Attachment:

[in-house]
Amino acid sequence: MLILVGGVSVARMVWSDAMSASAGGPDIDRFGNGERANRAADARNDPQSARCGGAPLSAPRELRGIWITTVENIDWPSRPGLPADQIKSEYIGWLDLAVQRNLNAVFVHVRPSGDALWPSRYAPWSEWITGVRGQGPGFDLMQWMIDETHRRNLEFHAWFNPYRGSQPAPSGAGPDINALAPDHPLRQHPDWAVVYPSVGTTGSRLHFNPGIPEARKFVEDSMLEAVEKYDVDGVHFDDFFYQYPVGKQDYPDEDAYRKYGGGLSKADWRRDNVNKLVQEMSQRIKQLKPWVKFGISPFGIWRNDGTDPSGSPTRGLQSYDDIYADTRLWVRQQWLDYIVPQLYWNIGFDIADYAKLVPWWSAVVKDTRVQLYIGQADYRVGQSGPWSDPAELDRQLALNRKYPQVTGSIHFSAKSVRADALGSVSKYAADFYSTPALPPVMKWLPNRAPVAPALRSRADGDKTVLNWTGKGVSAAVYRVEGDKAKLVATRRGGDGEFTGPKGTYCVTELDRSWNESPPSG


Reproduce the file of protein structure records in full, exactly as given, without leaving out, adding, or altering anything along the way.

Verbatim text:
[in-house]
Amino acid sequence: MLILVGGVSVARMVWSDAMSASAGGPDIDRFGNGERANRAADARNDPQSARCGGAPLSAPRELRGIWITTVENIDWPSRPGLPADQIKSEYIGWLDLAVQRNLNAVFVHVRPSGDALWPSRYAPWSEWITGVRGQGPGFDLMQWMIDETHRRNLEFHAWFNPYRGSQPAPSGAGPDINALAPDHPLRQHPDWAVVYPSVGTTGSRLHFNPGIPEARKFVEDSMLEAVEKYDVDGVHFDDFFYQYPVGKQDYPDEDAYRKYGGGLSKADWRRDNVNKLVQEMSQRIKQLKPWVKFGISPFGIWRNDGTDPSGSPTRGLQSYDDIYADTRLWVRQQWLDYIVPQLYWNIGFDIADYAKLVPWWSAVVKDTRVQLYIGQADYRVGQSGPWSDPAELDRQLALNRKYPQVTGSIHFSAKSVRADALGSVSKYAADFYSTPALPPVMKWLPNRAPVAPALRSRADGDKTVLNWTGKGVSAAVYRVEGDKAKLVATRRGGDGEFTGPKGTYCVTELDRSWNESPPSG